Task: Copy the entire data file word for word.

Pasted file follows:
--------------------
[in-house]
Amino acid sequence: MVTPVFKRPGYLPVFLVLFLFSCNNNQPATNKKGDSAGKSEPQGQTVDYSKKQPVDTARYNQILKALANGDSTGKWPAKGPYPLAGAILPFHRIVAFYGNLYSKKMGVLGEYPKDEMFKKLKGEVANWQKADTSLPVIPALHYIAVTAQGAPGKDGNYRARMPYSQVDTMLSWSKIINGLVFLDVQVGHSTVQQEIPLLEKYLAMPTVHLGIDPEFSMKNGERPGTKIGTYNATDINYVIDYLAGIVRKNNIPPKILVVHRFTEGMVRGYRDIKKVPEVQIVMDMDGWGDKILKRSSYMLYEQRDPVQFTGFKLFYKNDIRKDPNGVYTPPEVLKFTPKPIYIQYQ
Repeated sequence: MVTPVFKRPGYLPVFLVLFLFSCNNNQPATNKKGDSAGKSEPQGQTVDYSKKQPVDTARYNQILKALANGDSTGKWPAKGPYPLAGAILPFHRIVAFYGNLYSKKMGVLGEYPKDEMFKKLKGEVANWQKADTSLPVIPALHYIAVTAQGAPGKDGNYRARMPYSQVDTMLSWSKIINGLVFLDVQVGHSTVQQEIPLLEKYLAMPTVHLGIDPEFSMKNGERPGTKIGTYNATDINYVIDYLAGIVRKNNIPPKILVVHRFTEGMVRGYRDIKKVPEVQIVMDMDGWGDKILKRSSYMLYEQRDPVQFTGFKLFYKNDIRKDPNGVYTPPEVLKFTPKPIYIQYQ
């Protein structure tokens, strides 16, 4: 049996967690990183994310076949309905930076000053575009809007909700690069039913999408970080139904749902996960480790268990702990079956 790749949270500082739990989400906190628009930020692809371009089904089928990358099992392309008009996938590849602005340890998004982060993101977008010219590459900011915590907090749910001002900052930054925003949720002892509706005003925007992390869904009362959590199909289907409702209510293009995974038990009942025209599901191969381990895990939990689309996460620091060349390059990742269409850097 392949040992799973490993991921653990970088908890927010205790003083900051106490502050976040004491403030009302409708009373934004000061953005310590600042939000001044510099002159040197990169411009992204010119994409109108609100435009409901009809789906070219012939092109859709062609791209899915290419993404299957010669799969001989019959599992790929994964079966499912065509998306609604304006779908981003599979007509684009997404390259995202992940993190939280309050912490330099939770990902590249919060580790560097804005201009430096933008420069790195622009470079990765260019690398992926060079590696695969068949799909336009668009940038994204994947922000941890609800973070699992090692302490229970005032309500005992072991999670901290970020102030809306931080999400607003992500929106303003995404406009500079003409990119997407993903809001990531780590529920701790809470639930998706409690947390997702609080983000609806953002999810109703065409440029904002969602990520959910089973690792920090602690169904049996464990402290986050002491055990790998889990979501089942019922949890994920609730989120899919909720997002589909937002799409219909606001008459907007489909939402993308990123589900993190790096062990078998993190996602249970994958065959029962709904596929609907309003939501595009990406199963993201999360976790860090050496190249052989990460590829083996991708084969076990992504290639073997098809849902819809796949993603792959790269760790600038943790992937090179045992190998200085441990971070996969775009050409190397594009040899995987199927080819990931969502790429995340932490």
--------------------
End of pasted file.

[in-house]
Amino acid sequence: MVTPVFKRPGYLPVFLVLFLFSCNNNQPATNKKGDSAGKSEPQGQTVDYSKKQPVDTARYNQILKALANGDSTGKWPAKGPYPLAGAILPFHRIVAFYGNLYSKKMGVLGEYPKDEMFKKLKGEVANWQKADTSLPVIPALHYIAVTAQGAPGKDGNYRARMPYSQVDTMLSWSKIINGLVFLDVQVGHSTVQQEIPLLEKYLAMPTVHLGIDPEFSMKNGERPGTKIGTYNATDINYVIDYLAGIVRKNNIPPKILVVHRFTEGMVRGYRDIKKVPEVQIVMDMDGWGDKILKRSSYMLYEQRDPVQFTGFKLFYKNDIRKDPNGVYTPPEVLKFTPKPIYIQYQ
Repeated sequence: MVTPVFKRPGYLPVFLVLFLFSCNNNQPATNKKGDSAGKSEPQGQTVDYSKKQPVDTARYNQILKALANGDSTGKWPAKGPYPLAGAILPFHRIVAFYGNLYSKKMGVLGEYPKDEMFKKLKGEVANWQKADTSLPVIPALHYIAVTAQGAPGKDGNYRARMPYSQVDTMLSWSKIINGLVFLDVQVGHSTVQQEIPLLEKYLAMPTVHLGIDPEFSMKNGERPGTKIGTYNATDINYVIDYLAGIVRKNNIPPKILVVHRFTEGMVRGYRDIKKVPEVQIVMDMDGWGDKILKRSSYMLYEQRDPVQFTGFKLFYKNDIRKDPNGVYTPPEVLKFTPKPIYIQYQ
């Protein structure tokens, strides 16, 4: 049996967690990183994310076949309905930076000053575009809007909700690069039913999408970080139904749902996960480790268990702990079956 790749949270500082739990989400906190628009930020692809371009089904089928990358099992392309008009996938590849602005340890998004982060993101977008010219590459900011915590907090749910001002900052930054925003949720002892509706005003925007992390869904009362959590199909289907409702209510293009995974038990009942025209599901191969381990895990939990689309996460620091060349390059990742269409850097 392949040992799973490993991921653990970088908890927010205790003083900051106490502050976040004491403030009302409708009373934004000061953005310590600042939000001044510099002159040197990169411009992204010119994409109108609100435009409901009809789906070219012939092109859709062609791209899915290419993404299957010669799969001989019959599992790929994964079966499912065509998306609604304006779908981003599979007509684009997404390259995202992940993190939280309050912490330099939770990902590249919060580790560097804005201009430096933008420069790195622009470079990765260019690398992926060079590696695969068949799909336009668009940038994204994947922000941890609800973070699992090692302490229970005032309500005992072991999670901290970020102030809306931080999400607003992500929106303003995404406009500079003409990119997407993903809001990531780590529920701790809470639930998706409690947390997702609080983000609806953002999810109703065409440029904002969602990520959910089973690792920090602690169904049996464990402290986050002491055990790998889990979501089942019922949890994920609730989120899919909720997002589909937002799409219909606001008459907007489909939402993308990123589900993190790096062990078998993190996602249970994958065959029962709904596929609907309003939501595009990406199963993201999360976790860090050496190249052989990460590829083996991708084969076990992504290639073997098809849902819809796949993603792959790269760790600038943790992937090179045992190998200085441990971070996969775009050409190397594009040899995987199927080819990931969502790429995340932490």